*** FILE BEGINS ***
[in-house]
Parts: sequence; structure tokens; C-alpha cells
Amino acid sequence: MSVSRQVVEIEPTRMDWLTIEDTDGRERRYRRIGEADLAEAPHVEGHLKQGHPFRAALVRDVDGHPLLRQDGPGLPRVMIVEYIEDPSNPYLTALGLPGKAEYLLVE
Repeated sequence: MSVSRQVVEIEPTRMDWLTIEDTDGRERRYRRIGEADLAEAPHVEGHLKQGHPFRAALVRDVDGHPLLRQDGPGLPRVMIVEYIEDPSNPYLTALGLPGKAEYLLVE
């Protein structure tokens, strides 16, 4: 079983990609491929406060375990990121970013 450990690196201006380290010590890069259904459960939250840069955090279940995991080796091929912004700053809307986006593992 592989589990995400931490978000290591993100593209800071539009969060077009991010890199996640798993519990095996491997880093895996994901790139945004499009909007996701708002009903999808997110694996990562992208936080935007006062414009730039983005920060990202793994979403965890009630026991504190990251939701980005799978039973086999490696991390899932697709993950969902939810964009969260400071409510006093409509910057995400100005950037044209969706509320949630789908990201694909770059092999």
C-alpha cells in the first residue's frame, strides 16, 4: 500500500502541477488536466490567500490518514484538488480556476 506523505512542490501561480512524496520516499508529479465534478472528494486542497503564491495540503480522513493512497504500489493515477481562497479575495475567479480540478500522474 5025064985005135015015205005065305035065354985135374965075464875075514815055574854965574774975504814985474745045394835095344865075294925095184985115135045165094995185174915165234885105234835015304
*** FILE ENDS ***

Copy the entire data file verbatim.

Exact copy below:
[in-house]
Parts: sequence; structure tokens; C-alpha cells
Amino acid sequence: MSVSRQVVEIEPTRMDWLTIEDTDGRERRYRRIGEADLAEAPHVEGHLKQGHPFRAALVRDVDGHPLLRQDGPGLPRVMIVEYIEDPSNPYLTALGLPGKAEYLLVE
Repeated sequence: MSVSRQVVEIEPTRMDWLTIEDTDGRERRYRRIGEADLAEAPHVEGHLKQGHPFRAALVRDVDGHPLLRQDGPGLPRVMIVEYIEDPSNPYLTALGLPGKAEYLLVE
């Protein structure tokens, strides 16, 4: 079983990609491929406060375990990121970013 450990690196201006380290010590890069259904459960939250840069955090279940995991080796091929912004700053809307986006593992 592989589990995400931490978000290591993100593209800071539009969060077009991010890199996640798993519990095996491997880093895996994901790139945004499009909007996701708002009903999808997110694996990562992208936080935007006062414009730039983005920060990202793994979403965890009630026991504190990251939701980005799978039973086999490696991390899932697709993950969902939810964009969260400071409510006093409509910057995400100005950037044209969706509320949630789908990201694909770059092999």
C-alpha cells in the first residue's frame, strides 16, 4: 500500500502541477488536466490567500490518514484538488480556476 506523505512542490501561480512524496520516499508529479465534478472528494486542497503564491495540503480522513493512497504500489493515477481562497479575495475567479480540478500522474 5025064985005135015015205005065305035065354985135374965075464875075514815055574854965574774975504814985474745045394835095344865075294925095184985115135045165094995185174915165234885105234835015304